House panel starts deliberations to upgrade criminal justice system

Published May 30, 2018, 10:27 AM

by AJ Siytangco


By Charissa Luci-Atienza

The House Committee on Justice has started deliberating on the bill seeking to strengthen the criminal justice system by instituting the Philippine Code of Crimes.

The panel chaired by Oriental Mindoro Rep. Reynaldo Umali, said they are committed to overhaul the antiquated Revised Penal Code of the Philippines and other special laws to further strengthen the criminal justice system.

The Joint Session of the Senate and the House of Representatives on the extension of Martial Law in Mindanao commences in the Plenary of the Batasang Pambansa on December 13, 2017. (ALVIN KASIBAN / MANILA BULLETIN)

“Once the Code of Crimes is passed, there shall no longer be a need to pass special laws to amend the certain penal provisions. Instead, all laws passed shall amend the Code of Crimes,” he said.

He noted that similar endeavors have been successfully undertaken in other states. Spain, in particular, passed its Codigo Penal, which included special laws as well.

The 22-page House Bill 6204, principally authored by House Speaker Pantaleon Alvarez, intends to replace the first 113 Articles of the 85-year old Revised Penal Code.

Briefing the Umali panel on Tuesday morning, University of the Philippines Law Reform Specialist Atty. Michelle San Buenaventura-Dy said the Code of Crimes Committee of the UP Law Center has reviewed three titles of the Revised Penal Code and proposed one new title—Crimes Committed Against the State, Crimes Committed Against the Fundamental Laws of the State, Crimes Against Chastity and Honor, and Crimes Against Humanitarian Laws.

“Some of the original titles that were identified were converted to chapters or sub-chapters of the existing titles,” San Buenaventura-Dy said.

“We would like to emphasize that in the revision of the Revised Penal Code and conversion into the Code of Crimes, the intention of the committee is to include already as much as possible the special penal laws that will fall under the specific chapters or titles of the code to make it easier for the users—the lawyers, and the people affected by these laws—and to make the Code of Crimes more cohesive,” she added.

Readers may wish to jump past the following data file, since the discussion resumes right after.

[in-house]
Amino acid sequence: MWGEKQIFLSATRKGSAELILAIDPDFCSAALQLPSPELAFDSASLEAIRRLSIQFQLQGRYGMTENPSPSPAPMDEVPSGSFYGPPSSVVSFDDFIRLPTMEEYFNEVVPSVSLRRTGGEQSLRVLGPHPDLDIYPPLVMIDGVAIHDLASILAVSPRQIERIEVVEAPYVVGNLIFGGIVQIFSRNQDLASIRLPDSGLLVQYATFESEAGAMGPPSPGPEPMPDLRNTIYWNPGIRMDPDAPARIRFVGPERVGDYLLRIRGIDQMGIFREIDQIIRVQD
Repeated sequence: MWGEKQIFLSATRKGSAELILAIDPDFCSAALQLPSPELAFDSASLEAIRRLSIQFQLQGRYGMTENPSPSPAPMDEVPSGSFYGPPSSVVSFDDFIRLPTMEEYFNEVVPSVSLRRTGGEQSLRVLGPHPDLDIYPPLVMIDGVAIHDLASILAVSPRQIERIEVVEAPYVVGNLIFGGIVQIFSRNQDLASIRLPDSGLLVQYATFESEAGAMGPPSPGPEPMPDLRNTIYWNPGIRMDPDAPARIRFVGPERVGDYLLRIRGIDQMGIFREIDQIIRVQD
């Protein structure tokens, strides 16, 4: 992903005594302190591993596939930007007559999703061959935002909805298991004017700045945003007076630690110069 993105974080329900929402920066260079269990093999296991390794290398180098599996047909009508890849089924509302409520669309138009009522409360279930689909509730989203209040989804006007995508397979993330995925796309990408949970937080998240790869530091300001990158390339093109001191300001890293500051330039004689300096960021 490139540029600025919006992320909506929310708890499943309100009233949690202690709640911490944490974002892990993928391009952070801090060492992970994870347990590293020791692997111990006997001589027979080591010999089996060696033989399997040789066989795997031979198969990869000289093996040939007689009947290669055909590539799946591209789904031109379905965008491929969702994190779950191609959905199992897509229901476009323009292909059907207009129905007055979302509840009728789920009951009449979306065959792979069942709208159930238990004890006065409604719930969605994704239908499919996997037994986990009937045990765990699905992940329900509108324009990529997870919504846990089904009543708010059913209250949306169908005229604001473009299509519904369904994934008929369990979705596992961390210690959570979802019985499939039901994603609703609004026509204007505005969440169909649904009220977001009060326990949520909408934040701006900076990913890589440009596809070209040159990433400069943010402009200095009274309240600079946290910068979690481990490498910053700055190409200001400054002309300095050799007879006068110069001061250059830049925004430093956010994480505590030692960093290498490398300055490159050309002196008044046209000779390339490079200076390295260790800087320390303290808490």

When asked to comment on the matter, Retired Presiding Justice Edilberto Sandoval said it would be a Herculean task to fine tune the Book Two as some provisions have to be reconciled.

“We found difficulty and delay in Book Two because we intend to incorporate all special laws. And henceforth, after the approval of this Code of Crimes there will be no more special laws except those subsequently passed by the Congress of the Philippines,” Sandoval said.

“Let’s say under Articles 343 and 342. If a person would abduct a woman, carry her from a place to another against her will and in the process he kissed and touched her, that’s forcible abduction but the penalty is only reclusion temporal. However, if one kidnaps a woman, bringing her from one place to another against her will and does not kiss her nor touch her, the crime becomes kidnapping and serious illegal intention and the penalty is reclusion perpetua to death,” Sandoval said.

He said there is also a need to fine-tune the anti-hazing provisions since hazing is not included in quasi-offenses though there is no intent to kill.

During the hearing, the Philippine National Police (PNP) said it rallied behind the passage of the measure.

Police Chief Superintendent Manolo Ozaeta said the House leadership’s measure will benefit the PNP as it simplifies their job.

Co-authors of HB 6204 are Umali, Suquijor Rep. Ramon Rocamora, Majority Floor Leader Rodolfo Fariñas, and Rep. Marlyn Primicias-Agabas.